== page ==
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Saturday, 19 September 2015

The "Imagine" Reality Check: Orphan Care

After having taken a short break, I am resuming this series.  Singer-songwriter John Lennon wrote a song decades ago asking people to imagine a world with no religion as though it would automatically lead to peace and harmony among people.  Through this series I have been exploring the contributions of Christianity to Western culture, some of which have become such "givens" that many do not realize that they came to us thanks to people properly living out their religion.
Freerange stock photo

   It may be surprising to most people that the word “religion” is hardly ever used in the Christian Bible.  One place it is used is in the highly practical letter of James.  Here we find these words:
Religion that God our Father accepts as pure and faultless is this: to look after orphans and widows in their distress and to keep oneself from being polluted by the world. (James 1:27)
In this post, I will focus on the way Christians from the beginning were people who looked after orphans in their distress.
   Jesus Christ and his first followers lived in the context of the Roman Empire.  However, they lived within a Jewish enclave of that empire, where many laws, traditions and ways of living continued to be practiced even if they were not universally shared.  When the first followers were dispersed throughout various pockets of the Roman Empire, they may have found a Jewish synagogue or a small worshipping community of Jews by a river side (see Acts 16:13), but Greco-Roman patterns and ethics dominated all of society.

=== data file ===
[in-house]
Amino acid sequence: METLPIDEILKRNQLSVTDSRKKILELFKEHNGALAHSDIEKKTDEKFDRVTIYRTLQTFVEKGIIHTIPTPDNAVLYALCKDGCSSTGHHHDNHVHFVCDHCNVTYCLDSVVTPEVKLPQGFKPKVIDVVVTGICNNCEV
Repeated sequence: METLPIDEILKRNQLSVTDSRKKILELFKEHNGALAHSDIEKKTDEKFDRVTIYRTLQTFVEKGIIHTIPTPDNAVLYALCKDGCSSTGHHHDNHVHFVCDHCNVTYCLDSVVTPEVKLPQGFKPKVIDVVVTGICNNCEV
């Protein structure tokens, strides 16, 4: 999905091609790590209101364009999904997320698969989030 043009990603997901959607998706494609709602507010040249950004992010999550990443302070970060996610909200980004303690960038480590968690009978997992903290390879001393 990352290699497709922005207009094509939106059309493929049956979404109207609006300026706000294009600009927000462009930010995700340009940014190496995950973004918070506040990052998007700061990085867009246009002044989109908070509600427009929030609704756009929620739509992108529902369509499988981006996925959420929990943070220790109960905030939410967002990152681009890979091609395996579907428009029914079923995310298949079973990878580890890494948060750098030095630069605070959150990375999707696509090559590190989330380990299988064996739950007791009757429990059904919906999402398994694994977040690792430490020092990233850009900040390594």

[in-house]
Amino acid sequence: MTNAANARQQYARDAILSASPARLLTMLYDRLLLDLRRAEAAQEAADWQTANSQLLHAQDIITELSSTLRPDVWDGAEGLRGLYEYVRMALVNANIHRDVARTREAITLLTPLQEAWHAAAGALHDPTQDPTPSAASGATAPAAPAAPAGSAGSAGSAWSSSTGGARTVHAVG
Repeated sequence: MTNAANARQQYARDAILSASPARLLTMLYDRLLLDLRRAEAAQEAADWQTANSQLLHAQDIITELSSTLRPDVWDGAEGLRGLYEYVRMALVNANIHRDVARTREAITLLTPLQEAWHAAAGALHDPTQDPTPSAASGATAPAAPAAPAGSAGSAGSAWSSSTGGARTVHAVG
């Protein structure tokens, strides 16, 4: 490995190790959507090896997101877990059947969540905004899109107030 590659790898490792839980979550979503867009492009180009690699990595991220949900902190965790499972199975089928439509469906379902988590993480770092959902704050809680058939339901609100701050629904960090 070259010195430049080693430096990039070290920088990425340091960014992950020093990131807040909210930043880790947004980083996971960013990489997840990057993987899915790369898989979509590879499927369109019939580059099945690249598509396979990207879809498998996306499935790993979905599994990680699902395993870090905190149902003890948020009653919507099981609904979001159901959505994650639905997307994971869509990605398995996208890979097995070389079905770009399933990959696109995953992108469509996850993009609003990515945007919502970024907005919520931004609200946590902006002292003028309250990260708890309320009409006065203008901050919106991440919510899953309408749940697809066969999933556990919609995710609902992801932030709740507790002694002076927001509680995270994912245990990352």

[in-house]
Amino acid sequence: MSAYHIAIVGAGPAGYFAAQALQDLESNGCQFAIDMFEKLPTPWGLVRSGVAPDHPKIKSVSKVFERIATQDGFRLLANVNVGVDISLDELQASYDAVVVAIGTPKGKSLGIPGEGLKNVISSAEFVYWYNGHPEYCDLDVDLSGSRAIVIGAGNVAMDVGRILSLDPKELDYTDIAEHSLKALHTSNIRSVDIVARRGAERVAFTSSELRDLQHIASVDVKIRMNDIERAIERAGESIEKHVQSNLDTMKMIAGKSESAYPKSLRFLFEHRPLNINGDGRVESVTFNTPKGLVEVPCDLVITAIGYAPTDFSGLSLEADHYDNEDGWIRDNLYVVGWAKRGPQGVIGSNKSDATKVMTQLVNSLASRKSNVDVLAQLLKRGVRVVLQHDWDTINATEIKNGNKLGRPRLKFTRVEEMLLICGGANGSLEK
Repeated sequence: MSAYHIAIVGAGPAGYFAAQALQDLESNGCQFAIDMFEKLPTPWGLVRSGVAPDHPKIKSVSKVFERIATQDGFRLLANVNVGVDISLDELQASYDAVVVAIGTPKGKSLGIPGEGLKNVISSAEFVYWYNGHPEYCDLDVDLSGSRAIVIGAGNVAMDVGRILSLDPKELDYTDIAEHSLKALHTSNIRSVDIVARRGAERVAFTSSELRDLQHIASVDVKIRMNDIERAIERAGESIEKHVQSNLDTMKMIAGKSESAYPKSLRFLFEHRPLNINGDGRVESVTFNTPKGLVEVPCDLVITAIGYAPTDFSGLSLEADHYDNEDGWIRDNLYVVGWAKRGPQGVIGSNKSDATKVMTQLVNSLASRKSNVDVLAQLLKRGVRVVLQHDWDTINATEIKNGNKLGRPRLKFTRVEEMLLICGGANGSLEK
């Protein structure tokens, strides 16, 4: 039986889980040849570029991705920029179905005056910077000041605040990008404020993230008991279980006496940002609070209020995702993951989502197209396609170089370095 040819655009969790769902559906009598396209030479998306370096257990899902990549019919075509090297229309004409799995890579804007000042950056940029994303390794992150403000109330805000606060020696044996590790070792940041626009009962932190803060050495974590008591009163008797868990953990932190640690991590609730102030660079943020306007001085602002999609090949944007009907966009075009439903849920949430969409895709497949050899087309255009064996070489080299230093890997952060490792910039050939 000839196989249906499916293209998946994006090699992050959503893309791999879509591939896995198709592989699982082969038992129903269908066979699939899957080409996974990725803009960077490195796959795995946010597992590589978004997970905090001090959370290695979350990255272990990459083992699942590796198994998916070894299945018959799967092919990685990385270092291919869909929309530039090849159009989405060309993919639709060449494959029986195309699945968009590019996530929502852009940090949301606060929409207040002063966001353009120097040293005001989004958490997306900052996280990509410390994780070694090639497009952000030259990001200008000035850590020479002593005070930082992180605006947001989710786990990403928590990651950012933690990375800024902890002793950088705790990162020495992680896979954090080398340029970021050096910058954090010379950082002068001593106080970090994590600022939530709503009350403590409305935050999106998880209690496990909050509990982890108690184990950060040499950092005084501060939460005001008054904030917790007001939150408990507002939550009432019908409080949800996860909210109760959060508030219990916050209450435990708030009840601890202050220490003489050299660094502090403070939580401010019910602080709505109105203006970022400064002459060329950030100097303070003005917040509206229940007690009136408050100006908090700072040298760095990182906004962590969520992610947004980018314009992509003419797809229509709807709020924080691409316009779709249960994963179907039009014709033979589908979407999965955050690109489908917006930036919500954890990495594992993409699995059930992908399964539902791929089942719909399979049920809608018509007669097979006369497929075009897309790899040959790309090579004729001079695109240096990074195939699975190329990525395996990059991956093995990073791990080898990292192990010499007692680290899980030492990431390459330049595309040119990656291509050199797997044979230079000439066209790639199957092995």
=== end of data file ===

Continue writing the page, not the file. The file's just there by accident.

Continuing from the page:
Greco-Roman attitudes regarding the value and status of women, children and slaves affected their everyday interactions with each other and colored their sense of justice as well.  Because infants and children were not valued, it was common for them to be abandoned at birth if the parents did not want to raise them.  Such children either died of cold or hunger or were seized by slave traders who would exploit them. Christians began to rescue and embrace these infants, raising them with “the aid of the community fund.” [1] 
   Apostolic Constitutions (eight treatises dated from 375 to 380 (Book IV) Section 1. On Helping the Poor refer to the practice within the church for members to adopt and raise any Christian child whose parents had lost their lives whether by martyrdom or natural causes.  Orphanages as an institution began to be opened in the East at the same time as St. Basil was founding hospitals in the early fourth century. 
   A prominent Christian who cared for children in orphanages was George Muller, a German-born missionary who came to London to evangelize Jews.  Eventually he settled in Bristol at a time when a cholera epidemic was decimating the population.  So many children were left without parents that Muller took action and started Orphan Homes.  Eventually there were five of them, without any fundraising or asking for money.  Muller strongly believed that the Lord would provide financially without his approaching any individuals or groups. In all over 10,000 children were cared for in Muller’s homes. [2]
   Christian missions overseas have also often focused on the need to provide care for vulnerable orphans.  This has taken various forms, including adoption (for example, the cases of missionaries Amy Carmichael and Gladys Aylward in India and China, respectively), establishing orphanages, and more recently by organizing and supporting foster care within the child’s own community (such as is done by Visionledd in African nations ravaged by AIDS). 
   As I was researching orphan care, one of the things that popped up in my browser search was a news story about “the first atheist orphanage.”  A group of humanists announced in the February 2015 article that they would open the first atheist orphanage and would rely on crowd funding.  I suppose this really is newsworthy because it admits that faith has motivated the vast majority of homes for orphans.  Furthermore, it shows that through all the years of human history it has taken thousands of years before someone of no religion felt inclined to launch such an initiative.

[1] Will Durant, Caesar and Christ (1944), p. 598; also E. Gibbon, The Rise and Fall of the Roman Empire (1900), p. 480.